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Illustration: Eniola Odetunde/Axios

Some public health experts have suggested that pro athletes should be among the first to receive the COVID-19 vaccine, believing it could engender confidence in those who are hesitant to get vaccinated.

The big picture: Though there was backlash over the summer when it looked like leagues were consuming an unfair proportion of limited testing resources, the benefits of athletes as "vaccine-influencers" may be too great to pass up.

  • Worth noting: Researchers in 2009 found that parents — regardless of political party — became more amenable to getting their child vaccinated for H1N1 after President Obama's daughters got their shots, per WSJ (subscription).

What they're saying:

  • "I have fantasies that we have video of everyone from Dr. Fauci to LeBron James getting their COVID vaccine," said Sandra Quinn, the chair of the family science department at the University of Maryland's School of Public Health.

The bottom line: Former Presidents Obama, Bush and Clinton already expressed a willingness to get vaccinated on TV, which is a great start.

  • Yes, but: Polls show that Black adults are the most skeptical when it comes to trusting this vaccine, making the influencer's demographic of paramount importance.

Go deeper: As thousands of athletes get coronavirus tests, nurses wonder, what about us? (WashPost)

Go deeper

Florida police arrest data scientist who challenged state on COVID-19 dashboard

Florida's COVID-19 Data and Surveillance Dashboard displayed on a computer screen. Photo: Paul Hennessy/SOPA Images/LightRocket via Getty Images

Rebekah Jones, a former Florida health department data scientist who says she was wrongly fired last year, has been charged with one count of offenses against users of computers, computer systems, computer networks and electronic devices, the Wall Street Journal reported Monday.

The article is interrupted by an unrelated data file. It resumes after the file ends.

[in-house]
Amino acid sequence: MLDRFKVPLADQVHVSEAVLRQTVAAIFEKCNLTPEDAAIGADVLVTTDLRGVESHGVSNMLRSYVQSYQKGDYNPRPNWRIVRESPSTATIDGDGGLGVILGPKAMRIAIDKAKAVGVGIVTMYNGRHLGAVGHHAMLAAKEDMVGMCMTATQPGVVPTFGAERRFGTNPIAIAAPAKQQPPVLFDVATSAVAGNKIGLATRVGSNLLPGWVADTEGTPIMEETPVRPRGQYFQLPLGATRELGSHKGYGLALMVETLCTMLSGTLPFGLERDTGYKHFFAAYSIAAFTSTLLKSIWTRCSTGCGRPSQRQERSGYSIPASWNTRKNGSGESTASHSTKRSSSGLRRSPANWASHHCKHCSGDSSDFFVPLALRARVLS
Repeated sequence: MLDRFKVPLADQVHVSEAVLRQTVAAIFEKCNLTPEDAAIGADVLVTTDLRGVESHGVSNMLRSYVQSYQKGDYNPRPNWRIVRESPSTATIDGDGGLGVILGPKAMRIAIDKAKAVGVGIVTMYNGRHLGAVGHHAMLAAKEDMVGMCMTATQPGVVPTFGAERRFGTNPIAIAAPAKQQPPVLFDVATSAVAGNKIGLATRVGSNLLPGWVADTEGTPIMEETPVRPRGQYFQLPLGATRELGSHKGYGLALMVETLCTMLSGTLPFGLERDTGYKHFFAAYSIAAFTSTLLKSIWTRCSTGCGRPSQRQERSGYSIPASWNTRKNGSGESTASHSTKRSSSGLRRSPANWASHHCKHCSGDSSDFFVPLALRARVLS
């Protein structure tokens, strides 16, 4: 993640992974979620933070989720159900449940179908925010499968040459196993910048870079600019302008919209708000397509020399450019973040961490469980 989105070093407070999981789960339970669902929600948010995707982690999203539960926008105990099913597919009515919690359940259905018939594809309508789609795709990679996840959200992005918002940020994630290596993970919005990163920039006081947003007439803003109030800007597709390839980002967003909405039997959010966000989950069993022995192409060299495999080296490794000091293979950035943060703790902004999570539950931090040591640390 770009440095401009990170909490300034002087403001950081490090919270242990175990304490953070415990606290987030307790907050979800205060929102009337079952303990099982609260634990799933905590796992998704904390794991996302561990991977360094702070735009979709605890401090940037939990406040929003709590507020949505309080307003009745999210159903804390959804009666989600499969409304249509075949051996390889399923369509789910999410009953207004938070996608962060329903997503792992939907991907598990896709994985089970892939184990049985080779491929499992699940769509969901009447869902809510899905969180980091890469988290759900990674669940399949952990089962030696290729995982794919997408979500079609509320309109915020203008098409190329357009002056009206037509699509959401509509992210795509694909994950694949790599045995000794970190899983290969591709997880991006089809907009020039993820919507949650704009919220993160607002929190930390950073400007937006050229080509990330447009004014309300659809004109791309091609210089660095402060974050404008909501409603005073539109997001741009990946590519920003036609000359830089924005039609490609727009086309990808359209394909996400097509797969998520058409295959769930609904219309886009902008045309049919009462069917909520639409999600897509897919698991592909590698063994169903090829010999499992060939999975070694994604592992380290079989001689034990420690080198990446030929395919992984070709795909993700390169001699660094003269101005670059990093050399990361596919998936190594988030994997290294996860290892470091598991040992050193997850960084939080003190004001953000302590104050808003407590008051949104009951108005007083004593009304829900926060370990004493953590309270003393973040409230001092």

Driving the news: Jones turned herself in Sunday night after a warrant was issued for her arrest. Authorities raided her home last month, causing outcry online after she tweeted a video of the incident.

Updated Jan 18, 2021 - Politics & Policy

Coronavirus dashboard

Illustration: Annelise Capossela/Axios

  1. Health: CDC director defends agency's response to pandemic — CDC warns highly transmissible coronavirus variant could become dominant in U.S. in March.
  2. Politics: Empire State Building among hundreds to light up in Biden inauguration coronavirus tribute.
  3. Vaccine: Fauci: 100 million doses in 100 days is "absolutely" doable.
  4. Economy: Unemployment filings explode again.
  5. Tech: Kids' screen time sees a big increase.

Biden will reverse Trump's attempt to lift COVID-related travel restrictions

Photo: Tasos Katopodis via Getty

The incoming Biden administration will reverse President Trump's last-minute order to lift COVID-19 related travel restrictions, Jen Psaki, the incoming White House press secretary, tweeted.

Why it matters: President Trump ordered entry bans lifted for travelers from the U.K., Ireland, Brazil and much of Europe to go into effect Jan. 26, but the Biden administration will "strengthen public health measures around international travel in order to further mitigate the spread of COVID-19," Jen Psaki said. Biden will be inaugurated on Wednesday, Jan. 20 and Trump will no longer be president by the time the order is set to go into effect.